February 25, 2020

Sandra Bullock, Cate Blanchett, Me and Borscht

What do Sandra Bullock, Cate Blanchett and I have in common? We all spent a day at Veselka, an iconic Ukrainian restaurant in Manhattan’s Lower East Side. The actresses were filming a trailer for their upcoming girl-power caper, “Ocean’s 8,” and me, well, I spent a far more exciting day watching the borscht-making process in Veselka’s 63-year-old kitchen.

My guide for the day, Veselka’s Ukrainian-born executive chef Dima Martseniuk, a French Culinary Institute graduate and veteran of some of the city’s most competitive kitchens, showed me around the various stations that churn out absurd amounts of Eastern European classics like pierogi, cabbage rolls (sarma) and stroganoff, but I was here for another classic: Veselka’s world famous borscht, of which 5,000 gallons a year are made by one powerhouse Polish grandmother named Malgorsia.

The day I stepped into Veselka’s seemingly endless, underground kitchen happened to be the day that a cataclysmic blizzard dubbed the “bomb cyclone” befell the city starting at 5 a.m. Stabbing icicles of snow and wind made visibility grim when I reached the restaurant in the morning. But inside, sheltered by the warmth and coziness of Veselka, with the sweet smell of stock and savory meat all around me, I met a cyclone of a different variety and no less powerful.

Polish-born Malgorcata Sibilski, affectionately known as Malgorsia, has been making Veselka’s iconic staple, as well as all its other soups, for more than three decades. For five hours straight, I watched the diminutive 71-year-old grandmother of five lift, chop, paddle, schlep, taste, stir, hoist and smile. She didn’t talk much, so I just watched her until a bit past noon, when, in the middle of the lunch-rush chaos, she disappeared up the stairs for a few moments leaving me to contemplate my lack of energy in her wake.

Four minutes later, she reappeared with a plastic pitcher of coffee, two chipped Veselka mugs and a brown paper bag. She poured us coffees, adding cold milk from the walk-in fridge behind me and downed hers, her first of the day she told me, in a matter of seconds. She unfolded the paper bag, offered me a slice of bread from it and proceeded to shove half a slice into her mouth, tucking the other half into the pocket of her white chef’s coat, presumably for later.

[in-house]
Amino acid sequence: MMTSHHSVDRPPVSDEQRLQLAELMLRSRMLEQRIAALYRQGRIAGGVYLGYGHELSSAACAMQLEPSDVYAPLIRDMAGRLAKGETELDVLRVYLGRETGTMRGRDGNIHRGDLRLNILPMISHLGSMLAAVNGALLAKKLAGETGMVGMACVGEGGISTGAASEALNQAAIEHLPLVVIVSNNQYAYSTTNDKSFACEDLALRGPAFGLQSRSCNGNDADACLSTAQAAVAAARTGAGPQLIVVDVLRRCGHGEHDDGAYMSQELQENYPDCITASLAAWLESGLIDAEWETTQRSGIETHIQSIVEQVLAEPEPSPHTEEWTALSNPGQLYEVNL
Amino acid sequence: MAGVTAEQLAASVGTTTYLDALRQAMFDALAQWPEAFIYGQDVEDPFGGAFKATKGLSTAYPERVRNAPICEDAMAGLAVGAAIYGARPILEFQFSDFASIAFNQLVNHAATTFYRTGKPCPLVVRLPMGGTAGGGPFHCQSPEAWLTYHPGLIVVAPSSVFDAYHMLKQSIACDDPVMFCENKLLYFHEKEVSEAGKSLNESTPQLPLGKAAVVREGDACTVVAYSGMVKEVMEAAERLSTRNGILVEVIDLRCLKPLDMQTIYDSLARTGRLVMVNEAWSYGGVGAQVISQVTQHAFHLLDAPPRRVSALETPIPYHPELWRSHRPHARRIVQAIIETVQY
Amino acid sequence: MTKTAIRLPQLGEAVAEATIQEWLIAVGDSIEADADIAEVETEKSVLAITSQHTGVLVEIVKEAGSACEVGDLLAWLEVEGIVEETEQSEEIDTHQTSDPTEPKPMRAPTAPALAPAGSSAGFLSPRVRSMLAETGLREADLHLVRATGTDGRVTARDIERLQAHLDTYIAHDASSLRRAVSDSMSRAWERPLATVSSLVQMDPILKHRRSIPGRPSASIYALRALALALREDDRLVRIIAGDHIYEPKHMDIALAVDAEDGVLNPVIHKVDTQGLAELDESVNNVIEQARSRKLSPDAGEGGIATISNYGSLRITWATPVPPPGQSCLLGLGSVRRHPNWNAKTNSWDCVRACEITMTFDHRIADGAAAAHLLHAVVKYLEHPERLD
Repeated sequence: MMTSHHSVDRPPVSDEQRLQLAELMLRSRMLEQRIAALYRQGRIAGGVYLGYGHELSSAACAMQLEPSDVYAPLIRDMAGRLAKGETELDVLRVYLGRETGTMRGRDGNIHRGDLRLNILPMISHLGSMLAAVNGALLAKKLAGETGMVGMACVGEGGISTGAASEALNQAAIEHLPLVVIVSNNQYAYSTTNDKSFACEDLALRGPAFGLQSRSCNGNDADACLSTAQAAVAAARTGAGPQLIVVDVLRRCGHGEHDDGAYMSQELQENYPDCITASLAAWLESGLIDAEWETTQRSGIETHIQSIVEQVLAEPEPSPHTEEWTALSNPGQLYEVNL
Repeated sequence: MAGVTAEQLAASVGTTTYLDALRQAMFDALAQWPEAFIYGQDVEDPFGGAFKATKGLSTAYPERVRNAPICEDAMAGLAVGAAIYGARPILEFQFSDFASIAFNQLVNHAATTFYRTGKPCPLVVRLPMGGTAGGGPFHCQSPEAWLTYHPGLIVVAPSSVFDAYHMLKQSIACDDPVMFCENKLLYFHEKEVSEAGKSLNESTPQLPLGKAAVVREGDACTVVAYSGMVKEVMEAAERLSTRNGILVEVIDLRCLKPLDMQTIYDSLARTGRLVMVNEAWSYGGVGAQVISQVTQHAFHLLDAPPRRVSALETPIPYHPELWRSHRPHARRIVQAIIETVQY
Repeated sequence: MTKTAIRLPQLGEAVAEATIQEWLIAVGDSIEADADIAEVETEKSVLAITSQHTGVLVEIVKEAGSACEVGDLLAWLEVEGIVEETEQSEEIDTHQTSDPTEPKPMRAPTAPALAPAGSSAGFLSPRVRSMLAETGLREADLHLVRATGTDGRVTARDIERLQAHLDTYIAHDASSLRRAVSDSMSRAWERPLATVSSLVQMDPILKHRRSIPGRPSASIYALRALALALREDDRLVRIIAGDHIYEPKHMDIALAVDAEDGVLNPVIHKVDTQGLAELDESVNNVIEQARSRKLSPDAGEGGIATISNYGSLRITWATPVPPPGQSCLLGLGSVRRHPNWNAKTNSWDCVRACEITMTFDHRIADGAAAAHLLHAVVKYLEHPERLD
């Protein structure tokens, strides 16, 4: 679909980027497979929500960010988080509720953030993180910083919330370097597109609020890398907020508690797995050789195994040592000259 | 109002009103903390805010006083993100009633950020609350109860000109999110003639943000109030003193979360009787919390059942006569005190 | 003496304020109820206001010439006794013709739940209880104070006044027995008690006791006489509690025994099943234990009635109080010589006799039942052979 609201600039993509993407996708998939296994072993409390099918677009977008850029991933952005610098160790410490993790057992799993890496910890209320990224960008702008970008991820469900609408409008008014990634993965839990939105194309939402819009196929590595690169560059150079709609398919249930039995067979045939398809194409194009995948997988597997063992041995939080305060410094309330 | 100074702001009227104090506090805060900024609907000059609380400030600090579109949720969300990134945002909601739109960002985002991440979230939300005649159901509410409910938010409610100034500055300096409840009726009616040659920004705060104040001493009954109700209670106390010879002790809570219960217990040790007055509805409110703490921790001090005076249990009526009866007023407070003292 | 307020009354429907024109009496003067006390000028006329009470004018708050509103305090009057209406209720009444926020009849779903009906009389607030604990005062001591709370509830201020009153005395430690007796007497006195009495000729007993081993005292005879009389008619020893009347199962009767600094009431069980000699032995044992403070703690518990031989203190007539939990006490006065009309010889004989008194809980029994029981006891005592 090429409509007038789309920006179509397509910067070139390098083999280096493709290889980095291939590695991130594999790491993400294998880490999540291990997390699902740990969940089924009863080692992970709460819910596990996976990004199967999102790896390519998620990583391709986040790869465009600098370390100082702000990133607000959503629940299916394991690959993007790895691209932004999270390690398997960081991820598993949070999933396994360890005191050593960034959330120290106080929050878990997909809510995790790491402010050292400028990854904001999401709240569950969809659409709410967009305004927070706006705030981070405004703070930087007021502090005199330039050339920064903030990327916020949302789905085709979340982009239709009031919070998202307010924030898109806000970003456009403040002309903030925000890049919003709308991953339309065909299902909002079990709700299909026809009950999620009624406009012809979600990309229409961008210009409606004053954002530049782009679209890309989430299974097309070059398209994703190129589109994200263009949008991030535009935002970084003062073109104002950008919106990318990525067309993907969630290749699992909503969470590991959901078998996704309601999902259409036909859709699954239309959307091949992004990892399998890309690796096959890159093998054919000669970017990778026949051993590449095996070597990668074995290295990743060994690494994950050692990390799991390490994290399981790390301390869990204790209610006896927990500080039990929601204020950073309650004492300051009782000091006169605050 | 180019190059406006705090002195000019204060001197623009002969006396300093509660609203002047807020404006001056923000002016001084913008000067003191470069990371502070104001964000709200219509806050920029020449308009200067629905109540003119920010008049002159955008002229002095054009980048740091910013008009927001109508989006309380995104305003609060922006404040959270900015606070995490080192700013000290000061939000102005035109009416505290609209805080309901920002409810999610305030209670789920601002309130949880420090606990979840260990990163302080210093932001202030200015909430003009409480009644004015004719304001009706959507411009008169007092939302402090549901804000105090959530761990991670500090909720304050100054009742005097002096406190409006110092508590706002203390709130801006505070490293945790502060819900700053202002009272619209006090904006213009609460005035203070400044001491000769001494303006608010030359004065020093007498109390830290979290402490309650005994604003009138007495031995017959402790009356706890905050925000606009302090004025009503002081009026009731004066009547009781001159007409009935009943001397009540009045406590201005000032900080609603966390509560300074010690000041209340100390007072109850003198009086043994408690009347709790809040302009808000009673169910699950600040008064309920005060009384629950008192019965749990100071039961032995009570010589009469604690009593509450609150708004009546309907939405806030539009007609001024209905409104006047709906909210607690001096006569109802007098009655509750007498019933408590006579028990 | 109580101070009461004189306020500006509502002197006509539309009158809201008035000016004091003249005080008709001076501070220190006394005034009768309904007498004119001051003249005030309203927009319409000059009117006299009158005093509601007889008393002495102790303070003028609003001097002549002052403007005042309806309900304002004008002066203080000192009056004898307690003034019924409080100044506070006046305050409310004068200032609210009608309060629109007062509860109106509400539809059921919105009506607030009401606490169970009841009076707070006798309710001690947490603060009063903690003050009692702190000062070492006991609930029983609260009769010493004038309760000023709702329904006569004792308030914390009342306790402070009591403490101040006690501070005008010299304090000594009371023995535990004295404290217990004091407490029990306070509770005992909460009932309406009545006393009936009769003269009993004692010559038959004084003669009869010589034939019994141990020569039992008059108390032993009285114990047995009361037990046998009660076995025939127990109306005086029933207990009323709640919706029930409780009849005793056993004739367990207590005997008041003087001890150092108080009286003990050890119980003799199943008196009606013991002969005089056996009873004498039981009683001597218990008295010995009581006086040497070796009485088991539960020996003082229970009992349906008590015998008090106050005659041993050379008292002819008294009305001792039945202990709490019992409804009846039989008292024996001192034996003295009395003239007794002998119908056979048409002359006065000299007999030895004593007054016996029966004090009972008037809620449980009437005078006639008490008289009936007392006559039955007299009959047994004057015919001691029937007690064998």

There was no sitting, no resting, not even a moment to lose because there were 100 gallons of borscht to prepare for the weekend. All the while, workers trudged in and out of the kitchen, wearing coats, hats and scarves, remarking about what I assume were the weather conditions, speaking Polish, Russian, Ukranian and a language that one of the workers informed me is Malgorsia language, a mashup of Polish and English with a sprinkling of Ukrainian.

All the while, Malgorsia was stirring and talking, smiling, charming and stopping for a second to kiss a cheek here and there and greet workers who come or go during their shifts. She beckoned me to an enormous eight-burner stove, all burners bearing 25-gallon soup pots bubbling away with various fragrant liquid concoctions.

I followed her in an overwhelmed daze and watched as she explained in broken “Malgorsiaspeak” the various contents of the pots. One pot was full of cabbage and other vegetables that I watched her chop by hand the whole morning. Another, with huge white lima beans in a different broth, potatoes and onions in another swimming in meat stock. Yet another contained shredded beets with vinegar (for color I was  told), and a final pot containing a strong version of beet juice that was squeezed the previous Sunday and was reducing. The meat has been cooked and is in the cold room waiting to be chopped because it is “easier to slice when it’s cold.”